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What is a disaster plan, and why do I need one?

Disaster recovery (DR) and business continuity (BC) planning are essential processes for all organisations, regardless of size or industry. The purpose of DR and BC plans is to ensure an organisation can continue to operate in the event of an unexpected business interruption.
Businesses can benefit from having a plan because it minimises the impact of a disaster on customers, employees, and partners.

How The One Point will help?

The One Point will help you produce your disaster plan. We will help reduce the impact of disasters on your people, customers and stakeholders and ensure your business can continue to operate in the event of a disaster or unexpected interruption to help you avoid long term losses and maintain customer contact.

Protect your data
Make it possible to work anywhere.
Maintain operations
Minimise the impact of downtime.
Keep employees productive
Ensure everyone has a role.
Save money
Avoid unnecessary costs by planning ahead.
Avoid long term losses
Preserve jobs and keep the company afloat.
Maintain customer contact
They may need you now more than ever.

Be ready

when disaster strikes.

Minimise the impact of unexpected disruptions

What would you do if your premises were affected by a natural disaster?

Can your business operate without its data?

Do your team know their roles in keeping your business in operation?


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Asked Questions

What is the difference between disaster recovery and business continuity?

Disaster recovery plans exist to help an organisation recover from a disaster and get back to normal. Meanwhile, business continuity plans help organisations stay in operation following an unexpected business interruption.

Who should be involved in developing a disaster recovery plan?

Involved stakeholders in developing a disaster recovery policy should include business leaders, IT staff, human resources personnel, security personnel, legal representation and external consultants and vendors. All of these individuals should work together to develop an effective plan or policy that will ensure the proper recovery of the organization's critical data in the event of a disaster.

What should be included in the disaster recovery and business continuity plan?

Typically, they include an overview of the organisation, its systems and processes, contact information for key personnel, and steps for recovering from a disaster or continuing operations in the event of an interruption, such as who is responsible for what, how to communicate with employees and customers, and what resources are needed.

Here are a few examples of disaster recovery procedures:
Develop and document a detailed Disaster Recovery Plan that outlines the steps to be taken in order to restore operations.
Identify and prioritise vital applications, systems, and data that need to be recovered.
Establish communication protocols for sharing information regarding the disaster recovery process.
Utilise data backup services or cloud storage solutions to store important documents and backups.
Monitor the progress of recovery efforts during and after the disaster.
Test the disaster recovery plan regularly to ensure its efficacy.

Additionally a data recovery plan and a system backup plan should form part of your disaster recovery planning.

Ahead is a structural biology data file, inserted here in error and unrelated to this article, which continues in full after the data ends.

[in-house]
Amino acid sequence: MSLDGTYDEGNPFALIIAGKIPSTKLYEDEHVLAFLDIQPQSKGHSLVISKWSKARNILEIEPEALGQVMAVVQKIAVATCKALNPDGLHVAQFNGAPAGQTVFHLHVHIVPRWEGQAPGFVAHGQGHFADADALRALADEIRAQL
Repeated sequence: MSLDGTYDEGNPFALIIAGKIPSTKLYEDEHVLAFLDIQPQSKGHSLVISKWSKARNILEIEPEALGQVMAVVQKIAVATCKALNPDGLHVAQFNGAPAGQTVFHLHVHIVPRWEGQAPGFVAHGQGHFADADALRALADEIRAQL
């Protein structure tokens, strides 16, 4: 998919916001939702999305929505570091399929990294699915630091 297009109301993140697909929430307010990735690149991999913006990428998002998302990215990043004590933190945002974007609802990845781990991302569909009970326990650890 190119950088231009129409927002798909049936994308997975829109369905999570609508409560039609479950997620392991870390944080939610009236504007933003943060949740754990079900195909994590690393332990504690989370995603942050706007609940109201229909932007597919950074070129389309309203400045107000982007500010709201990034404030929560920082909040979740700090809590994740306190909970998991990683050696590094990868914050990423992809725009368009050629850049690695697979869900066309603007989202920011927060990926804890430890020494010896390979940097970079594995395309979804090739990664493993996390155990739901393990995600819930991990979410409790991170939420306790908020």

How can The One Point help me develop a plan for when disaster strikes?

The One Point offers various services to help organisations develop and implement effective DR and BC plans, including consultancy, training, and software tools. We can help you reduce the impact of disasters on your people, customers, and stakeholders and ensure your business can continue to operate in a disaster.

How often should disaster plans be updated?

DR and BC plans should be updated regularly to remain relevant and practical. Typically, a management team should make updates at least once a year or whenever significant changes to the organisation's structure or operations, such as changes to key staff members.

What is a Disaster Recovery Point Objective?

A Disaster Recovery Point Objective (DRPO) is a metric that sets a target for the maximum data loss an organisation is willing to accept in order to ensure continuity of operations in case of a disaster. This metric is used as a guide during the planning process for disaster recovery strategies, and should be set after taking into consideration both the potential risks posed by disasters and the cost associated with a full data recovery effort.

A Recovery Time Objective (RTO) is a metric that sets the expected maximum duration of time that it should take to bring back systems and data in order to resume operations after a disruption or disaster. This metric should be determined based on the organization's risk assessment, cost analysis, hardware & software requirements, and any external regulations or standards. For example, an RTO might be set at 48 hours that would require all systems and data to be fully functional within two days of the start of the recovery process.

What happens if my organisation doesn't have business continuity planning?

Organisations that don't have a DR or BC plan are at a significant disadvantage. They are more likely to experience downtime, loss of data and negatively impact customers and employees in a disaster. In addition, they may be subject to fines and other penalties from regulatory agencies. They may have saved money in the short term, but their lack of planning may leave them worse off in the long run.